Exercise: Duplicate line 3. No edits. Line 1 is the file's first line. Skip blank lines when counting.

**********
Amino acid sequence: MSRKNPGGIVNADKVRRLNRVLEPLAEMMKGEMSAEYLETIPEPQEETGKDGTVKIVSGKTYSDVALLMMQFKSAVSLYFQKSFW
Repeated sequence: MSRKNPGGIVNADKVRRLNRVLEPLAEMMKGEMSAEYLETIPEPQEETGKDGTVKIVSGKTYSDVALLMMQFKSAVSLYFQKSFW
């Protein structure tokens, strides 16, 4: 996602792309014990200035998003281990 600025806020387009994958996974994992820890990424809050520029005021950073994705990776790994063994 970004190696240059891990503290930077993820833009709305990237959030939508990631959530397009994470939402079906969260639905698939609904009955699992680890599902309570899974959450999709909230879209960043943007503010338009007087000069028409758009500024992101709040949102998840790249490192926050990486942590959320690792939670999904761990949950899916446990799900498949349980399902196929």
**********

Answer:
């Protein structure tokens, strides 16, 4: 996602792309014990200035998003281990 600025806020387009994958996974994992820890990424809050520029005021950073994705990776790994063994 970004190696240059891990503290930077993820833009709305990237959030939508990631959530397009994470939402079906969260639905698939609904009955699992680890599902309570899974959450999709909230879209960043943007503010338009007087000069028409758009500024992101709040949102998840790249490192926050990486942590959320690792939670999904761990949950899916446990799900498949349980399902196929």